“Having disarmed principalities and powers, He made a public spectacle of them, triumphing over them in it.”
“He made a public spectacle of them”
“Made a public spectacle of” means to cause someone to suffer public disgrace or shame– “to disgrace in public.” Jesus exposed demonic principalities and powers in a way a general displays his captives or trophies of victory in a triumphal procession. The book of Hebrews uses this word to put Jesus to public shame (He 6:6). We disgrace Jesus in public when we do an end-run around the cross.
Matthew 1:19 uses “public spectacle” of Joseph’s unwillingness to put Mary on public display because she was pregnant before marriage. Cyprian law used this word for an adulteress who had to cut her hair and was subjected to contempt by the community. It connoted the ideas of mocking or exposing.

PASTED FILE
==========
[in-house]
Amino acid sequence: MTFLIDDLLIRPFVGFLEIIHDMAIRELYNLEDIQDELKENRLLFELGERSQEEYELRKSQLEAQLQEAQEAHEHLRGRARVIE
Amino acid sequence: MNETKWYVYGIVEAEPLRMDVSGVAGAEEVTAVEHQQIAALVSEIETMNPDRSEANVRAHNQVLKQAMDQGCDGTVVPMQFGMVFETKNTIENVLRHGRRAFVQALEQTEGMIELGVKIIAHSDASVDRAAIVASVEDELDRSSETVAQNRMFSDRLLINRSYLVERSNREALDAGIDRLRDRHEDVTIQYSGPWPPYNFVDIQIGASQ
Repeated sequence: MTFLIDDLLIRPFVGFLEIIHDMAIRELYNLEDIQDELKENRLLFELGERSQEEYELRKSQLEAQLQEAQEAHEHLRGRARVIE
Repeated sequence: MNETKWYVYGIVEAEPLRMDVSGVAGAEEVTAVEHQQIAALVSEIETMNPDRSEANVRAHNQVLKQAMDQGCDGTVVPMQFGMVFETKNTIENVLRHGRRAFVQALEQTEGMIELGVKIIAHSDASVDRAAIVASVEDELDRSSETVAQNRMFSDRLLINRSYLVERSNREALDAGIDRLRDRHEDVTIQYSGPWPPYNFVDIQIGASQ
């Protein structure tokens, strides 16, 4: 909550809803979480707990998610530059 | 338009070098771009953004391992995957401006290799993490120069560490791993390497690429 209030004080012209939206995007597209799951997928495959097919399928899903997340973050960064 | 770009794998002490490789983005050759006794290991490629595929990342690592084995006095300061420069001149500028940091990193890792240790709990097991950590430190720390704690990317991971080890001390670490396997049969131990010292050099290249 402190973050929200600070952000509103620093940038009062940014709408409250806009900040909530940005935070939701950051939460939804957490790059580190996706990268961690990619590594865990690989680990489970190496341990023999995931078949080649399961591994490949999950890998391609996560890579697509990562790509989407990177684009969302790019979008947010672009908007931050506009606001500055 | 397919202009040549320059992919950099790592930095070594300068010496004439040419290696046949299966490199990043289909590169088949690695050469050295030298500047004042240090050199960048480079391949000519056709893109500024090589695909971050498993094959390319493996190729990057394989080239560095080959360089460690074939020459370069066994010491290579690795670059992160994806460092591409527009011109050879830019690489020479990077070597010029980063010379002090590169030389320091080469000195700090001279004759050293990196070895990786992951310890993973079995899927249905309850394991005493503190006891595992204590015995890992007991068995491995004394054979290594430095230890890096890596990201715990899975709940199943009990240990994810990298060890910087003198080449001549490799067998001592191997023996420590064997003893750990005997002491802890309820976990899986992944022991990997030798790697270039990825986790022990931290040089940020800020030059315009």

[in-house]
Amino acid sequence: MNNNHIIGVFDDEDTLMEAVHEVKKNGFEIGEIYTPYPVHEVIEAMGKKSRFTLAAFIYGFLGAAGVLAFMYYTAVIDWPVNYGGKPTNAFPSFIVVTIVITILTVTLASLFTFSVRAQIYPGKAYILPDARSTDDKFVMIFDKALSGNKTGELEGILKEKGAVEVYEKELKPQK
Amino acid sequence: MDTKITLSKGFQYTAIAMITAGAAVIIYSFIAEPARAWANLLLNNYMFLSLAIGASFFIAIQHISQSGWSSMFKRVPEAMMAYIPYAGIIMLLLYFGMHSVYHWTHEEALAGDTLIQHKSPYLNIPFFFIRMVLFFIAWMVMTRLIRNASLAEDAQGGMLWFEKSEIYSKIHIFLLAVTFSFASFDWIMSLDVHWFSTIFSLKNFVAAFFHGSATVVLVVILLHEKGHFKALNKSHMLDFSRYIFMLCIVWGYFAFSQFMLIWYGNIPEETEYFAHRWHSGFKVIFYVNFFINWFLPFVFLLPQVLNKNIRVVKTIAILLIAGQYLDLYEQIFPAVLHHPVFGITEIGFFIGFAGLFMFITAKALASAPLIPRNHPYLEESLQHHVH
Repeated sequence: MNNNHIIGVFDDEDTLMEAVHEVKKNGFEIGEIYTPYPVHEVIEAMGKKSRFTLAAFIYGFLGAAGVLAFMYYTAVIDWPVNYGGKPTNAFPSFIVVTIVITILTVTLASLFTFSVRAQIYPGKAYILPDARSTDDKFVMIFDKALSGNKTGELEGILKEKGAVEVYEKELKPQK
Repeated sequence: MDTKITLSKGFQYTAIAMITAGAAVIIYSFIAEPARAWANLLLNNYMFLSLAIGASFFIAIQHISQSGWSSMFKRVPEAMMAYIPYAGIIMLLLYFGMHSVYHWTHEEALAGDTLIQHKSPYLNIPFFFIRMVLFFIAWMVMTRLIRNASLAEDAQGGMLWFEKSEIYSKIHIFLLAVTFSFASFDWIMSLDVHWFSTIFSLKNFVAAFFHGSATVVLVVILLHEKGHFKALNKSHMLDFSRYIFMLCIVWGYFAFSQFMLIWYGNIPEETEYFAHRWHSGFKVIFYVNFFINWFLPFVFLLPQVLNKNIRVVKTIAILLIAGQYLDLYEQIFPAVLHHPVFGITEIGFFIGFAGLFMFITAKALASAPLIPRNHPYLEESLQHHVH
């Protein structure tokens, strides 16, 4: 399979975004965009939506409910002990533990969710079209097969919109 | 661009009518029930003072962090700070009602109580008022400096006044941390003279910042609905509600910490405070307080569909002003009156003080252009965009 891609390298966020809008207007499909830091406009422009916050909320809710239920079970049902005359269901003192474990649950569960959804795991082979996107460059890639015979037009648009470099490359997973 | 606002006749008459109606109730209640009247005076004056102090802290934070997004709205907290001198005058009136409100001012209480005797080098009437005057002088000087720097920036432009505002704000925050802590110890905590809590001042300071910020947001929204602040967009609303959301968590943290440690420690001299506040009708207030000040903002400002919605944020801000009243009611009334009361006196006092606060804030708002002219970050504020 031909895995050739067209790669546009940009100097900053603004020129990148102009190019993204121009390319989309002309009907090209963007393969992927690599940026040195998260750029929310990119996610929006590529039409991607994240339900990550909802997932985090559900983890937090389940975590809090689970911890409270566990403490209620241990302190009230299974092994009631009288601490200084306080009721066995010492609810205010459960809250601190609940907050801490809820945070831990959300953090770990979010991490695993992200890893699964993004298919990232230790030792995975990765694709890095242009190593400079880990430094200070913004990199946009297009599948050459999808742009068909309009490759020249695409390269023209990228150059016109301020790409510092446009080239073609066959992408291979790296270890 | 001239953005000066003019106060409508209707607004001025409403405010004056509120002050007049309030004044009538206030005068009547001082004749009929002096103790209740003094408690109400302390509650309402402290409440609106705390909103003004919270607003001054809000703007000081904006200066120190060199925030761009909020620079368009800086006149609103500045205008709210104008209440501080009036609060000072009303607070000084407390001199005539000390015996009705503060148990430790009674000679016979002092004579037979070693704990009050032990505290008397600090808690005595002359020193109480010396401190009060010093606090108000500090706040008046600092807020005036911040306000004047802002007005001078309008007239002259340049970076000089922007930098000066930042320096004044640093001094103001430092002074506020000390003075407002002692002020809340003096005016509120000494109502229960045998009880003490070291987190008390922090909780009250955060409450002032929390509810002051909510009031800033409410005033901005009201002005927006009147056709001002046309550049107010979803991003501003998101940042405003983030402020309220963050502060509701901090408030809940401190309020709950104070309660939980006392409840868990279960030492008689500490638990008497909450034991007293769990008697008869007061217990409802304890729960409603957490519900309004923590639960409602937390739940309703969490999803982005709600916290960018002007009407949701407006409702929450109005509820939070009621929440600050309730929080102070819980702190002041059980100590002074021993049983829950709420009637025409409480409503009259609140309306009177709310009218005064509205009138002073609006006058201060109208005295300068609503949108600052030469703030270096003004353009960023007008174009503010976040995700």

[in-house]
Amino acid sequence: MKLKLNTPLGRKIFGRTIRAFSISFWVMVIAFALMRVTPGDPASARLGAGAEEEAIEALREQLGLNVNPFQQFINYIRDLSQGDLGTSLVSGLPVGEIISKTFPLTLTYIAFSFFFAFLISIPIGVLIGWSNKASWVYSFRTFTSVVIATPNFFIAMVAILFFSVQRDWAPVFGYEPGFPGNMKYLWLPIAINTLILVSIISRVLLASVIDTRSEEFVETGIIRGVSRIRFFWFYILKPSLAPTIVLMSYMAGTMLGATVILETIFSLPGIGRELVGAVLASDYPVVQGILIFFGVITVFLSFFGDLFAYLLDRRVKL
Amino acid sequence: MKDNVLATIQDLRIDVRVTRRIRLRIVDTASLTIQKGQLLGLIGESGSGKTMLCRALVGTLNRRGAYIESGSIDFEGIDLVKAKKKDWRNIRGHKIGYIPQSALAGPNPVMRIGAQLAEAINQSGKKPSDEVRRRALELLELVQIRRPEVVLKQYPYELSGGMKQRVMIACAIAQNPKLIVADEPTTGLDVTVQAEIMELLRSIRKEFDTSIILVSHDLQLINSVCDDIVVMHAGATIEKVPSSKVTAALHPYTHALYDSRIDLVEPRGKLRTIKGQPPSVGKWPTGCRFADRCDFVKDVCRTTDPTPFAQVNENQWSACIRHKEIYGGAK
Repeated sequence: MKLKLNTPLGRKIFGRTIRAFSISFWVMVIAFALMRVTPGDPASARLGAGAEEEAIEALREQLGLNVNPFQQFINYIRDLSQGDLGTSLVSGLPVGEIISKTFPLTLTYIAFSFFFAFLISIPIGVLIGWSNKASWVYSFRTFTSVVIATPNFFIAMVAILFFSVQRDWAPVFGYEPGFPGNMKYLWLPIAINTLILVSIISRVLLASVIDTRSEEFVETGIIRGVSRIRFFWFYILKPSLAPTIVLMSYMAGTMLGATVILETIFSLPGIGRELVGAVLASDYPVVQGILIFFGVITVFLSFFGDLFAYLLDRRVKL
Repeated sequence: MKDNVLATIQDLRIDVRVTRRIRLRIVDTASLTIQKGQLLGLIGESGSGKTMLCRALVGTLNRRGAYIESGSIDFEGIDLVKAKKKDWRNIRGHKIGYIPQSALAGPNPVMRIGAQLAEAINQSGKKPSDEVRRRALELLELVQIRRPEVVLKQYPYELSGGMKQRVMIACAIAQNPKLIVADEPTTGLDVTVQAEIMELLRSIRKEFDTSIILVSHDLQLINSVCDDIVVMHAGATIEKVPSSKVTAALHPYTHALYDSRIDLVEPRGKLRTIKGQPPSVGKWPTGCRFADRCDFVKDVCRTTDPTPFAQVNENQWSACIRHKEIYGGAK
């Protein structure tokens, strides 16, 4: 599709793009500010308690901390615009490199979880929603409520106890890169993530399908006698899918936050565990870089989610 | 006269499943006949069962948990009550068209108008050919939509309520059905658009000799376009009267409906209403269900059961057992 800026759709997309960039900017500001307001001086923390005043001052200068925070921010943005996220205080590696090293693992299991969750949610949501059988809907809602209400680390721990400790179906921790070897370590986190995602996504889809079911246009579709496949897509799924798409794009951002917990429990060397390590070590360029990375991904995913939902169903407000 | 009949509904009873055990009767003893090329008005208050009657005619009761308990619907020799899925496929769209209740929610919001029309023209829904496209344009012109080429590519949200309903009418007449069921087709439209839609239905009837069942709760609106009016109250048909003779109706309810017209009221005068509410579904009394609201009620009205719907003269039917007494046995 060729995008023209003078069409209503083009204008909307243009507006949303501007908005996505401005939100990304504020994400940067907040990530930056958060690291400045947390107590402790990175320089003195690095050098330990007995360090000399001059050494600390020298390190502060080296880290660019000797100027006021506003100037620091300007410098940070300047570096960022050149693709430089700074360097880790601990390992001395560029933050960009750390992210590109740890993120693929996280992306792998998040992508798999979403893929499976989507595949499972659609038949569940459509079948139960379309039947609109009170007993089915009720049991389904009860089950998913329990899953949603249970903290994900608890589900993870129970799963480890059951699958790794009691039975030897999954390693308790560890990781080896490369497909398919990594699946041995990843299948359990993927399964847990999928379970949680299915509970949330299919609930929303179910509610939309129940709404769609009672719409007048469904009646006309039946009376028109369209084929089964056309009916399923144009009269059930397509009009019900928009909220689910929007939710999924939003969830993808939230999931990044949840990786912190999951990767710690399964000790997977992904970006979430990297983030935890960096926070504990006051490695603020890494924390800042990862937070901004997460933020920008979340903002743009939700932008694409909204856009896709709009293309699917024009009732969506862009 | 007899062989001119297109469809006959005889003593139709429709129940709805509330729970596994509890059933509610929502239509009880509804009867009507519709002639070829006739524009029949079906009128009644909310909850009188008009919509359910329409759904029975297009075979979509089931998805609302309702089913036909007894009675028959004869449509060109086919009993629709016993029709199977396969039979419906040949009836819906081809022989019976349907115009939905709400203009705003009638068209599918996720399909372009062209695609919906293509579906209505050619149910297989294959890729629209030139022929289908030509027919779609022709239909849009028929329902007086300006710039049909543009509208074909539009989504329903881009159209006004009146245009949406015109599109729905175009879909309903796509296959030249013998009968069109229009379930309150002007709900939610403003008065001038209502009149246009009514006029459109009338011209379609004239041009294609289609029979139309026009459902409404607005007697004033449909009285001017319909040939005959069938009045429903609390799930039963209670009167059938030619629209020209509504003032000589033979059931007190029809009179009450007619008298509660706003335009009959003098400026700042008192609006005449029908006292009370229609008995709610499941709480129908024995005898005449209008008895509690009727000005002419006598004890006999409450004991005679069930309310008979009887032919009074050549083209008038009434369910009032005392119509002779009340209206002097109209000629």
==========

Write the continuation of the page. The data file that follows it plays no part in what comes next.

“Spectacle” is an idiom carrying the idea of public disgrace. The idea is to shame in a clear or publicly known manner. Jesus publicly disgraced evil powers by bearing away sin. Sin was their claim on man. Jesus plainly branded sins and demons as his victims and spoil. He displayed the losers for what they were–failures in the economy of God’s grace.
Our Lord defeated demons publicly on the cross.
Many Christians worry unnecessarily about demons. They believe that demons have some mysterious power that they can unilaterally use to shipwreck the Christian life. They think that they are at the mercy and whim of demonic forces. This passage says that Jesus openly branded demons as victims of the cross. In principle, the cross has already defeated them,
“For this purpose the Son of God was manifested, that He might destroy the works of the devil” (1 John 3:8).